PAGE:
India's healthcare has been battered by a vicious second wave of the coronavirus.
- Third wave will certainly hit, not clear when: Top scientific adviser
- Vaccines will need to be updated to tackle new strains, said the official
- The Covid crisis has overwhelmed hospitals and left thousands dead
A third wave of the coronavirus is "inevitable", the government's top scientific adviser said on Wednesday, warning that vaccines will need to be "updated" to deal with the new strains that have overwhelmed hospitals and left thousands dead.
Here are the top 10 points in this story:
Post a comment
"Phase 3 (third wave) is inevitable, given the high levels at which this virus is circulating. But it is not clear at what time scale this Phase 3 will occur," Dr K VijayRaghavan said at a government briefing.
Vaccines will need to be updated to tackle the new strains that are spreading the contagion fast, he said, adding that the current surge in infections seems to be because of the Indian "double mutant" coronavirus and the spread of the UK variant has slowed.
Asked if a nationwide lockdown was the only solution to contain the unprecedented rise in cases, NITI Aayog member and chief of the national expert group on vaccines VK Paul said, "...If anything more is required those options are always being discussed. There's already a guideline to states to impose restrictions to suppress chain of transmission."
Battered by a ferocious second wave of the coronavirus, India accounted for nearly half the cases reported worldwide last week, the World Health Organization said on Wednesday, as COVID-19 deaths in the nation rose by a record 3,780 during the past 24 hours.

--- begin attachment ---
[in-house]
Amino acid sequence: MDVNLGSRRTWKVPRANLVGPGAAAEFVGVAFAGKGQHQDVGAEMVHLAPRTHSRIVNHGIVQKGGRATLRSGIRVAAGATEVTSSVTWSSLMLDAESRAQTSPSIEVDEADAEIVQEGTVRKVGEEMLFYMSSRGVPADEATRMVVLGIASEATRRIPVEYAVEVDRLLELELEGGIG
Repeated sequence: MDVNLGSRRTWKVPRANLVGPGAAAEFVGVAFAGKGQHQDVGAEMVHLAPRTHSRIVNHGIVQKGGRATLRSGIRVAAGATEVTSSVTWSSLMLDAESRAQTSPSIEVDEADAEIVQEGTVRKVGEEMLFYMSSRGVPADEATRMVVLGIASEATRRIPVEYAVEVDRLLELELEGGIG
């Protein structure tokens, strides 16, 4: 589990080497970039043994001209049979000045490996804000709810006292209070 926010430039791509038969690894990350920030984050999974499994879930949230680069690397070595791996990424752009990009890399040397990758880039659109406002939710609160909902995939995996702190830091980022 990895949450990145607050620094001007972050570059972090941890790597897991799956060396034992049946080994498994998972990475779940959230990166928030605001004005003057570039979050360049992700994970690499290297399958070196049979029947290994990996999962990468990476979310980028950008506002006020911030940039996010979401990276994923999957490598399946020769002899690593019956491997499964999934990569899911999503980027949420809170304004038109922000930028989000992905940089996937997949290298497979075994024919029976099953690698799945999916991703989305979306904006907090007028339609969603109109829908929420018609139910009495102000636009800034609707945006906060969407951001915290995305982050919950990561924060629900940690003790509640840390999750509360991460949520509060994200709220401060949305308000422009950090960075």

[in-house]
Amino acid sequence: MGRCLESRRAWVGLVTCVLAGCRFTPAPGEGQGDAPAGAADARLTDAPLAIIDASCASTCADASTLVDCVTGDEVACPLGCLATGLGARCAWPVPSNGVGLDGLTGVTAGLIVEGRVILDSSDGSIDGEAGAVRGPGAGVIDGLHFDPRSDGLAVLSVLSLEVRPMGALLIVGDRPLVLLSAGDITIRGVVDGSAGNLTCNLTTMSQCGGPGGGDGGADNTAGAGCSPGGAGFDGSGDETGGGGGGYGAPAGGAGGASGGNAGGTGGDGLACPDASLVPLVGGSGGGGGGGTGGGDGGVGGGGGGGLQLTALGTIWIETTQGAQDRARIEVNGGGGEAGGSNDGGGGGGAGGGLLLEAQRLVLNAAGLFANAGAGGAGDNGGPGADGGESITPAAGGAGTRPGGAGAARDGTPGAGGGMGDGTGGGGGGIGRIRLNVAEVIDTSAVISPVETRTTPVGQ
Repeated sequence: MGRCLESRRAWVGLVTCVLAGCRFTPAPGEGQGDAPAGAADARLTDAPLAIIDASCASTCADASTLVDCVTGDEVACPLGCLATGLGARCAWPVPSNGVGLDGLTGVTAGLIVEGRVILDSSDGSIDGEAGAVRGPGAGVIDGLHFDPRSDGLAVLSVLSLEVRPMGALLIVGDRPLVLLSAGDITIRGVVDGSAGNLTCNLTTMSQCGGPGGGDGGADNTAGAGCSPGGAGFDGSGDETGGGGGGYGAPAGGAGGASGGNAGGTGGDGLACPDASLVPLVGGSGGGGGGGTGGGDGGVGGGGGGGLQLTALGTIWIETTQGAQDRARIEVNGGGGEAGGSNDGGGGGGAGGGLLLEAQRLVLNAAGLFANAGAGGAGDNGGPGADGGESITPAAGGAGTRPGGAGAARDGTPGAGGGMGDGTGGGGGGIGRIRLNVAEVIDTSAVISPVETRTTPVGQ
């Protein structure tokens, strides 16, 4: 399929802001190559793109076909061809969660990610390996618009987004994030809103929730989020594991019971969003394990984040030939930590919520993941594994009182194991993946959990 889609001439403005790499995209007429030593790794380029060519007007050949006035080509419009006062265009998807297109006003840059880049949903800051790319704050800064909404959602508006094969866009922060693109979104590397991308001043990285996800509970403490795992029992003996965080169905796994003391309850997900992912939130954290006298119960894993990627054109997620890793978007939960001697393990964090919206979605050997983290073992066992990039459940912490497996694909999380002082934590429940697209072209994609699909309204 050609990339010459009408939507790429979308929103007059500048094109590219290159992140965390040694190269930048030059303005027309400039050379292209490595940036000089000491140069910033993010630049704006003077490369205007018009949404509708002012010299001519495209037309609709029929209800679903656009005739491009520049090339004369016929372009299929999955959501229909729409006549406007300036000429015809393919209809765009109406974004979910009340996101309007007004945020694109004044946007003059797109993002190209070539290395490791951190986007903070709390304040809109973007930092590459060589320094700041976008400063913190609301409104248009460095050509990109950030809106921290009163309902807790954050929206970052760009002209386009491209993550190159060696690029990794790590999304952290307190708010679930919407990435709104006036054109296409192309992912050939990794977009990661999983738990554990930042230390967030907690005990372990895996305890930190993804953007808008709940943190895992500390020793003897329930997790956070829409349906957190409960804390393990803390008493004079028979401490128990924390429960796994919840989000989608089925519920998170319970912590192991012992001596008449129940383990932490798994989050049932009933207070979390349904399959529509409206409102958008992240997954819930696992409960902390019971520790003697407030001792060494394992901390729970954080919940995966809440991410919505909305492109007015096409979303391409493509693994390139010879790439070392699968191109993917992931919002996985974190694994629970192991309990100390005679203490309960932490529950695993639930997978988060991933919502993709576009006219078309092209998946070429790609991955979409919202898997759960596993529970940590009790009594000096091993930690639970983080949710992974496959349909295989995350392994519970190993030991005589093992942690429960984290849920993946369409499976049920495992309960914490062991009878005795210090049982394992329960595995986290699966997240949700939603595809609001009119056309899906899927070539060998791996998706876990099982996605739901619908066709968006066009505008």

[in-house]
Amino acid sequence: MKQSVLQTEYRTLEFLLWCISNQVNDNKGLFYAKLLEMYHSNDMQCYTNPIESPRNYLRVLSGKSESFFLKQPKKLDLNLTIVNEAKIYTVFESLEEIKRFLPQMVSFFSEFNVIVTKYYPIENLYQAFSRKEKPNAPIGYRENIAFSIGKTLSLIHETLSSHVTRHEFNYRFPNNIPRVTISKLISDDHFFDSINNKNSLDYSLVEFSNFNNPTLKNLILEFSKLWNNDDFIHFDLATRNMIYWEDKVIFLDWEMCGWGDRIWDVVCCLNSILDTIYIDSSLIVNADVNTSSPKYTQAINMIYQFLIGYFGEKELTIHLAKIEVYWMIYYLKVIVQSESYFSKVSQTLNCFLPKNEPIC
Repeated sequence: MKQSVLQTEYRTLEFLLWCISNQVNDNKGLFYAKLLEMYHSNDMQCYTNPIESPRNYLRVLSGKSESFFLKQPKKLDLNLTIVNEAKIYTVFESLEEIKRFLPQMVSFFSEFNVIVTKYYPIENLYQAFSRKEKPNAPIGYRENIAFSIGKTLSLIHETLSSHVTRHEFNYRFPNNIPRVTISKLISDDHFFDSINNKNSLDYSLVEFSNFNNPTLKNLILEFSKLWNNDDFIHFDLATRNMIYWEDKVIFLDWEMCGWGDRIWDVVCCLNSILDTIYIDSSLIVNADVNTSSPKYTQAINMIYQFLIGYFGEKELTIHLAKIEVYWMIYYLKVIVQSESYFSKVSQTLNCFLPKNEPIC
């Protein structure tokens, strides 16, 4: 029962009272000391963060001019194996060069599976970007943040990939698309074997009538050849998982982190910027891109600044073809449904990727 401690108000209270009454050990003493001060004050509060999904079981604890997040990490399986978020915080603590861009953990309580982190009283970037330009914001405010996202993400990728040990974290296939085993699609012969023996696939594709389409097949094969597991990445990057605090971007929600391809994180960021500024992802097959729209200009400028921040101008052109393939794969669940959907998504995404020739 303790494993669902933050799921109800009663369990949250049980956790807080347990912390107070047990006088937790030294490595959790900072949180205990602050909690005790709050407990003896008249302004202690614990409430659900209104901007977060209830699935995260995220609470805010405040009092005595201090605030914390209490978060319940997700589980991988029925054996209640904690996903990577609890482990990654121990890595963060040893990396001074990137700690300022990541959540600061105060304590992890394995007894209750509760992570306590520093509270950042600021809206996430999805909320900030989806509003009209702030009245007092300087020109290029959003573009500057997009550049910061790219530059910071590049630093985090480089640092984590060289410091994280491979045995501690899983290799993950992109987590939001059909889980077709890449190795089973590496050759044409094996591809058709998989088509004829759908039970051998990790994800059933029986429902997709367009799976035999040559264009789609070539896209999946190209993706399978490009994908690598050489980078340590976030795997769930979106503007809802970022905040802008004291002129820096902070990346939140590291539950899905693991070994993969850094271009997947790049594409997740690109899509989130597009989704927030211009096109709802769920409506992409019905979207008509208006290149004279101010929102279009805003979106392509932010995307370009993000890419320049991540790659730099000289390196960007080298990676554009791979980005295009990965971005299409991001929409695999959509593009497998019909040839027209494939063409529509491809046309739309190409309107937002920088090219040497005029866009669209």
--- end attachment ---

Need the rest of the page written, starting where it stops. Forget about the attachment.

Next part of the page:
Daily infections rose by 3.82 lakh on Wednesday, health ministry data showed even though testing has slowed in many areas. The number has been in excess of 3 lakh every day for the past two weeks.
Hospitals are scrabbling for beds and oxygen as they desperately battle the deadly surge in infections, while morgues and crematoriums struggle to deal with a seemingly unstoppable flow of bodies. Many people have died in ambulances and car parks waiting for a bed or oxygen.
Medical experts say India's actual figures could be five to 10 times the official tallies. The country has added one crore cases in just over four months, after taking more than 10 months to reach its first crore.
Prime Minister Narendra Modi's government has been widely criticised for not acting sooner to suppress the second wave, as religious festivals and political rallies drew tens of thousands of people to "super spreader" events.
The opposition has urged a nationwide lockdown, but the government has appeared reluctant to impose one for fear of the economic fallout, although several states have adopted social curbs.
India's surge in infections has coincided with a dramatic drop in vaccinations because of supply and delivery problems. At least three states, including Maharashtra, home to the commercial capital of Mumbai, have reported a scarcity of vaccines, shutting down some inoculation centres.